A few days later my mum took me to a counselor that taught me relaxation techniques (that I still use today in fact). It all didn’t work immediately of course but after about two years I got a better grasp on how to calm myself quickly during a panic attack.

But it wasn’t over yet…

I’d always felt quite socially inadequate but I’d never thought too much about it. Although I spent almost a year of school struggling to find friends, by the time I got to around the age of thirteen I had found my own small friendship group. It wasn’t until I got to the age of fourteen that my mother thought it would be good for me to try and get a job. I didn’t succeed at finding one until I was sixteen when I began working as a waitress. I thought it would be a very easy job until I finally realised the weight on my shoulders wasn’t going to make it easy. I was constantly comparing myself to other workers and wondering whether I was good enough. I hadn’t realised how terrified I was of social situations until this point. I struggled to approach customers in fear that I would do something wrong and my heart was always racing with anxiety. 

It got to a point where I would hide away in the toilet wondering what the hell was wrong with me. I took every complaint I had personally, thinking I just wasn’t good enough. And I began self-harm again as I was angry that I couldn’t push this crippling anxiety aside. I soon got fired from that job after having a breakdown before work; a breakdown that I couldn’t explain to anyone.

How University has helped me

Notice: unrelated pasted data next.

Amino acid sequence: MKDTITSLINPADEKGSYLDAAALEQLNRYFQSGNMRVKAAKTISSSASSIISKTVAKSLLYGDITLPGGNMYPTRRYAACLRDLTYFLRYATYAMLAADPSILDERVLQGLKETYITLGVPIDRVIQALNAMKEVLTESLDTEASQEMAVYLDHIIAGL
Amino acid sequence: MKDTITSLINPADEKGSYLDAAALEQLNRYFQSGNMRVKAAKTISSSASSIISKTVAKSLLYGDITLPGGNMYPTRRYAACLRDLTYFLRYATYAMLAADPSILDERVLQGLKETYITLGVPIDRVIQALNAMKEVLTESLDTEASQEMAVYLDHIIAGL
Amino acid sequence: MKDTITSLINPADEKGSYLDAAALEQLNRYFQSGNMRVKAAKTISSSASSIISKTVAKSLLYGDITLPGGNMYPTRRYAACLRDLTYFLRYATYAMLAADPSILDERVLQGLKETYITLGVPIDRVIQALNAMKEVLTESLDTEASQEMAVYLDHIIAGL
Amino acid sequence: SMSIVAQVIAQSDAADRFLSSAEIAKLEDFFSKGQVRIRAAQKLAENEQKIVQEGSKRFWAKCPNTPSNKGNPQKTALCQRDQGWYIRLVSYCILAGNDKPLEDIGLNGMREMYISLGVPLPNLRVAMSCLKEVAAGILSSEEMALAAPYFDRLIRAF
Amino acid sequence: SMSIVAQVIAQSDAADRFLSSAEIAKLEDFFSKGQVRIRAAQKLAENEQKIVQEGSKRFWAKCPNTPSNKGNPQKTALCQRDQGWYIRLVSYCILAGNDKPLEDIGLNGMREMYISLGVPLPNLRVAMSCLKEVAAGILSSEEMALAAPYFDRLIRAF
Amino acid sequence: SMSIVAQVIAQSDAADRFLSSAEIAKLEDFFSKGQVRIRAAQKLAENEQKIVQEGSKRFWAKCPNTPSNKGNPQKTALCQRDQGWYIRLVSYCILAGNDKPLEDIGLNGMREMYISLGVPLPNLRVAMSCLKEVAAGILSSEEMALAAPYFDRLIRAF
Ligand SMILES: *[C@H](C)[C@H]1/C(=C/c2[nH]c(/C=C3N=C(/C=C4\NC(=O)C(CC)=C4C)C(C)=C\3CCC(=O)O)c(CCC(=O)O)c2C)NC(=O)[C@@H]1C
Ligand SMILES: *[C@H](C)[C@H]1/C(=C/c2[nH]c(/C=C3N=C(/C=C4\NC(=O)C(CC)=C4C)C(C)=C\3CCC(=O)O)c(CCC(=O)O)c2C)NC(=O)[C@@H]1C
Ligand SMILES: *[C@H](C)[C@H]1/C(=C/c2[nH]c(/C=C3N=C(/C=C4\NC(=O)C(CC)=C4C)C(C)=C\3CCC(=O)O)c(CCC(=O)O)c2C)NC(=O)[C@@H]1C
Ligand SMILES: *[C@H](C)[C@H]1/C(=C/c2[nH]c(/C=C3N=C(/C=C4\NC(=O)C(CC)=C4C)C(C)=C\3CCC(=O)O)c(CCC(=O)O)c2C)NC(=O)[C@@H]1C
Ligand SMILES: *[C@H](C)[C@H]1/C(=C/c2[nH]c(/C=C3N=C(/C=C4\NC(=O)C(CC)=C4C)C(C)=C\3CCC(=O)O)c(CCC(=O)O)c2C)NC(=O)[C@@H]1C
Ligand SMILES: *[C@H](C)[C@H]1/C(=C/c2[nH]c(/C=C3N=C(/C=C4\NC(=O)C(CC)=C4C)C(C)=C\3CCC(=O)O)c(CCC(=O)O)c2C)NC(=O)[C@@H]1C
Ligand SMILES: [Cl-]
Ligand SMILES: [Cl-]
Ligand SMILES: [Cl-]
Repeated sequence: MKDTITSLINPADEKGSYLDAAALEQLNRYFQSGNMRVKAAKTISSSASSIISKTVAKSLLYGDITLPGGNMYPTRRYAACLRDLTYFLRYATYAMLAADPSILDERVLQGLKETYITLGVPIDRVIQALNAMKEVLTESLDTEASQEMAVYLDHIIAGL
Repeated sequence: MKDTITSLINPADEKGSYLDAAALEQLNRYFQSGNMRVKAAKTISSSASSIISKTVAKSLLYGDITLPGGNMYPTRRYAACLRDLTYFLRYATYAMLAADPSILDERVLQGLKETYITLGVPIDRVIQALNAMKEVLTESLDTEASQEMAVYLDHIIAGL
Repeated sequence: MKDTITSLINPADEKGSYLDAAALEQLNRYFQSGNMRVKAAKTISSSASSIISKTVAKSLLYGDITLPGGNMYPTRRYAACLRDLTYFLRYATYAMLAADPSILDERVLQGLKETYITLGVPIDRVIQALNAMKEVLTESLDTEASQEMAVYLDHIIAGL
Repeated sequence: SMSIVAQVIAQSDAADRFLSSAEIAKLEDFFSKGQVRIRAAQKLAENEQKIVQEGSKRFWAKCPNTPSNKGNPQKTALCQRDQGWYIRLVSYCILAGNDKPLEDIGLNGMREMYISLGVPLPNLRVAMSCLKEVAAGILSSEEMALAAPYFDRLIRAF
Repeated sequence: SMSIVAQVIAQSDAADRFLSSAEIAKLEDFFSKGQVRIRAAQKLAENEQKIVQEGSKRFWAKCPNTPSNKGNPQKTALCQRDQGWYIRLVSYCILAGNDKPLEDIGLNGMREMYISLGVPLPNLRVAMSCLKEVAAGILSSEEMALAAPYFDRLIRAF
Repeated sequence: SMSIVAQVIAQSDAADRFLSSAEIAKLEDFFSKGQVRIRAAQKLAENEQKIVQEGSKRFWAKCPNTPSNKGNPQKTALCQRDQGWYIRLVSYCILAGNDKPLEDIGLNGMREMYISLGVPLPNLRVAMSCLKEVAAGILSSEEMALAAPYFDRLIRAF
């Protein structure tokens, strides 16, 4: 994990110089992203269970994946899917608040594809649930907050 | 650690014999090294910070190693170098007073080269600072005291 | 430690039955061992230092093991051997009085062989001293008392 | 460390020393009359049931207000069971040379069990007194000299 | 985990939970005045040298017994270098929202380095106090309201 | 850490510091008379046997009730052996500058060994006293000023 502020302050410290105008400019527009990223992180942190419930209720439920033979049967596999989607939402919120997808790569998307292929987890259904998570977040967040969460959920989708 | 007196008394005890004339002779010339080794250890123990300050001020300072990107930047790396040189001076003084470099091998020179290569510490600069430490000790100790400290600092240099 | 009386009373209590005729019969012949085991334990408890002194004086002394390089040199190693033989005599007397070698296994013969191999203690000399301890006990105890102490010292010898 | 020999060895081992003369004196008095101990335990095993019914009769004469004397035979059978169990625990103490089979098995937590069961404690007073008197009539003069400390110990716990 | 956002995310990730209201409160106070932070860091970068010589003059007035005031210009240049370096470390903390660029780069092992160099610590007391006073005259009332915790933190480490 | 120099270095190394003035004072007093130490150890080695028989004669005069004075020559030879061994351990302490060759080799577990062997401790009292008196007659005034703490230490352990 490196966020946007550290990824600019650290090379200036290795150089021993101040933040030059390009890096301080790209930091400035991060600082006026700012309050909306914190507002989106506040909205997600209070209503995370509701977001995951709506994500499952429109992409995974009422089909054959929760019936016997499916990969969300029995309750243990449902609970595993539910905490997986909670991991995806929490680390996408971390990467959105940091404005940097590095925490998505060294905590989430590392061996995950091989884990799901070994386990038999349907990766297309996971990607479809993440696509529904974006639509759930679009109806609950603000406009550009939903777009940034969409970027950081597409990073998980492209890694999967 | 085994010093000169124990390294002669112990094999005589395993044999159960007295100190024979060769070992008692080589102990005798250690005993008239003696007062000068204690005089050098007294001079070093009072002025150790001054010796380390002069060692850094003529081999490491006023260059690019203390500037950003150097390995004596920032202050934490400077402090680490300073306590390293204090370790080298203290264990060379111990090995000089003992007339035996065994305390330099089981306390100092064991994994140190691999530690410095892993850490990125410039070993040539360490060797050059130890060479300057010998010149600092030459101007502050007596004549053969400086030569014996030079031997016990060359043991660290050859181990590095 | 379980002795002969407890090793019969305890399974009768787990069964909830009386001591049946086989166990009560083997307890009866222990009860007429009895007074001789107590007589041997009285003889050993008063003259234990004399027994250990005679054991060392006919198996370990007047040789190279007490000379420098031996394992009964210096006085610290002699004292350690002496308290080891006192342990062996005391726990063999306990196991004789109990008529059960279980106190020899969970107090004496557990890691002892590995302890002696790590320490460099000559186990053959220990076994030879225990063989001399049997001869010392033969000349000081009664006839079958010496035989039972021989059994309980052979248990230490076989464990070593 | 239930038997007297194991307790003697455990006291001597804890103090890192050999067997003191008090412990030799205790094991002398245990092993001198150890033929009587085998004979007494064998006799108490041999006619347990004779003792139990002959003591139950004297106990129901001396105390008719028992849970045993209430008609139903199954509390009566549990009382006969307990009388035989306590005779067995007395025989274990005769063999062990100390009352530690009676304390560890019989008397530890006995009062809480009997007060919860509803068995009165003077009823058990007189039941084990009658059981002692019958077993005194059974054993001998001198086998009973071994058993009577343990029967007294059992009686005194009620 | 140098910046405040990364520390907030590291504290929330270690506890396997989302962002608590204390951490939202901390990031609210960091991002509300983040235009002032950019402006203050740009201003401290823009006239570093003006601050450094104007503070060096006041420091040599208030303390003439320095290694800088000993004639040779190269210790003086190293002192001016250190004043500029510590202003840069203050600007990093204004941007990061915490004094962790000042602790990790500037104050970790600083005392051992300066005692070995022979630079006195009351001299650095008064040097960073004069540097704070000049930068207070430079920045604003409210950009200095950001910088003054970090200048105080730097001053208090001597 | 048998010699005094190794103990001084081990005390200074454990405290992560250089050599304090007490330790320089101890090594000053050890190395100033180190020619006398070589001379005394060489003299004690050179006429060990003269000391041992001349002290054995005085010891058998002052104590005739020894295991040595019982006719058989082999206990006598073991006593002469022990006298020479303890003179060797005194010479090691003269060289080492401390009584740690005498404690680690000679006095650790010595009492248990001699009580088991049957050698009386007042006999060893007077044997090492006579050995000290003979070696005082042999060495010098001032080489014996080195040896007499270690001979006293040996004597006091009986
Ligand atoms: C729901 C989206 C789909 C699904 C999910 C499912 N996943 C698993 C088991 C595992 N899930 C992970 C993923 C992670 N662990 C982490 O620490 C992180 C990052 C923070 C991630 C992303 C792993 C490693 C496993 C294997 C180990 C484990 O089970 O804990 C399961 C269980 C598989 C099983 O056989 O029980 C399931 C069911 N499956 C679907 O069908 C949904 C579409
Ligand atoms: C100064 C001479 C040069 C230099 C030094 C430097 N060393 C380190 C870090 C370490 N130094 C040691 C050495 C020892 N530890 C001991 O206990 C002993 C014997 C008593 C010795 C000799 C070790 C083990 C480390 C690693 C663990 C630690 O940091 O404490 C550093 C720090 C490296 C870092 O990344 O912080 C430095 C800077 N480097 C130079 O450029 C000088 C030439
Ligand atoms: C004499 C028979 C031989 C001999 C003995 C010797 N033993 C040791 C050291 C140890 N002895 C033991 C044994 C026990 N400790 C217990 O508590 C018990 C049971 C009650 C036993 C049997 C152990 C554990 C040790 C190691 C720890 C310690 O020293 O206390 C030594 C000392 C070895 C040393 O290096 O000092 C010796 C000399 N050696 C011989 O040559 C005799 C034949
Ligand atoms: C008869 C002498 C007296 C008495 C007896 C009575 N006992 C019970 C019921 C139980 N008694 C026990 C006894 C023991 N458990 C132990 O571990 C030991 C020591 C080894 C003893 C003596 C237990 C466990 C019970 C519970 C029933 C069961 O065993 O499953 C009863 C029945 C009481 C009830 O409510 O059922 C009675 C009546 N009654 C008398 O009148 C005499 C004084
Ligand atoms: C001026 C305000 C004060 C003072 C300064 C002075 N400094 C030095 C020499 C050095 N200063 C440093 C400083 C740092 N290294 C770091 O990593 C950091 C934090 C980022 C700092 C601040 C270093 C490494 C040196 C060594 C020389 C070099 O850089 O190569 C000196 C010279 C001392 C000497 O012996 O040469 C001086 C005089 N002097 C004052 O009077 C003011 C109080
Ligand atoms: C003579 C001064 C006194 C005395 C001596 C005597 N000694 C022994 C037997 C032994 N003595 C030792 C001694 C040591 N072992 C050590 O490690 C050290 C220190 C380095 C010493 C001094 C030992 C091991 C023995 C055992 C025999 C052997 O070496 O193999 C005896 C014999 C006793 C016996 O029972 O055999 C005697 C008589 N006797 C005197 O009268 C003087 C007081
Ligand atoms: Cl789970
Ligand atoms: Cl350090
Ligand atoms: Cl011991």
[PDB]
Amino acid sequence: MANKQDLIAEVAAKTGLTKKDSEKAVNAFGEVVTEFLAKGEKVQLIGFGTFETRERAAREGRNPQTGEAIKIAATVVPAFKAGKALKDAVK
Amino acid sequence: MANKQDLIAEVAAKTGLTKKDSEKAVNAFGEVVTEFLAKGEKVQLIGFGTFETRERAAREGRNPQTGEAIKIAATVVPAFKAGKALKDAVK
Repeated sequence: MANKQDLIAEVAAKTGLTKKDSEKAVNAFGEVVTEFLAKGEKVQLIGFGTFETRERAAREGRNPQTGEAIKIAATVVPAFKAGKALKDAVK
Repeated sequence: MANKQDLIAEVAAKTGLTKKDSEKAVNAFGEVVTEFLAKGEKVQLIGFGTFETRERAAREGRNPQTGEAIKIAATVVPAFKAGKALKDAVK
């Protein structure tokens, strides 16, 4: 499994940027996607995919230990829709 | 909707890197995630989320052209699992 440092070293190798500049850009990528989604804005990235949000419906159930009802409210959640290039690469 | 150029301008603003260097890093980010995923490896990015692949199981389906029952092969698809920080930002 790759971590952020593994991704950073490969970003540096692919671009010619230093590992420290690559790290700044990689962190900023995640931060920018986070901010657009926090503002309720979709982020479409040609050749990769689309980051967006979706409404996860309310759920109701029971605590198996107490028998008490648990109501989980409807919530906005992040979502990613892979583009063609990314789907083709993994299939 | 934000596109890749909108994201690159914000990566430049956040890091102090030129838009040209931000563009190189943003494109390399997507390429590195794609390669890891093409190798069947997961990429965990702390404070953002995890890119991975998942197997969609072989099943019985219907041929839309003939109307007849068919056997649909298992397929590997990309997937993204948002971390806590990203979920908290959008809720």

Only during my first year of uni was I finally diagnosed with anxiety and depression by the university doctor. I felt more low and more worthless than I had ever before. I began to question whether anything was worthwhile anymore. I lived in a flat with four other flatmates that I barely saw, and I was more lonely than ever, not to mention that me and my now ex-boyfriend were always arguing over the phone. My own mind was always putting me down telling me that I wasn’t good enough for the world. I joined a few societies in university but I struggled to get involved as I thought I wasn’t good enough and I always suspected that people didn’t like me despite having no evidence to say they did.
Having learned from my lesson before about bottling my feelings up, I decided to reach out to my family, my friends and my university. All of them were much more supportive than I expected since I was very afraid of being rejected by them. My university even offered me free counselling, a specialist mentor to help me through and everything I needed to push through. I’d also almost completely forgotten about my means of escape. Through my depression I had almost forgotten about the things I love liking singing and writing.

My Advice
-Don’t bottle things up, reach out to others.
-Create a support network.
-Get help.
-There are also apps and websites that can help e.g. Stigma app or Moodgym.


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4 thoughts on “The Invisible Torment

  1. Beautifully articulated, well done on explaining your battles so well and for pushing through the invisible walls that confine you to your head. You’re not alone and I’m sure many people will relate to this in their own way, hopefully it will give them the courage to reach out to someone and start the process of understanding and managing their demons. You’re doing brilliantly at the moment, and we’re all here to act like those crash barriers on the motorway, if you spin out then you have people to bounce off, back onto the road. Nicely done Em. X

    Liked by 1 person

  2. Charlotte (Red Dog) July 1, 2017 — 2:05 pm

    This is so honest and true, really good way of wording how things feel and so brave of you to post it.

    Liked by 1 person

    1. emily1997site July 1, 2017 — 4:45 pm

      Thankyou very much!


  3. Very proud of you for finding the courage to write about your own experiences. As a teacher that works with secondary school pupils facing the same struggles I will be sharing your story to give them strength and hope for the future. #1 proud aunt. X

    Liked by 1 person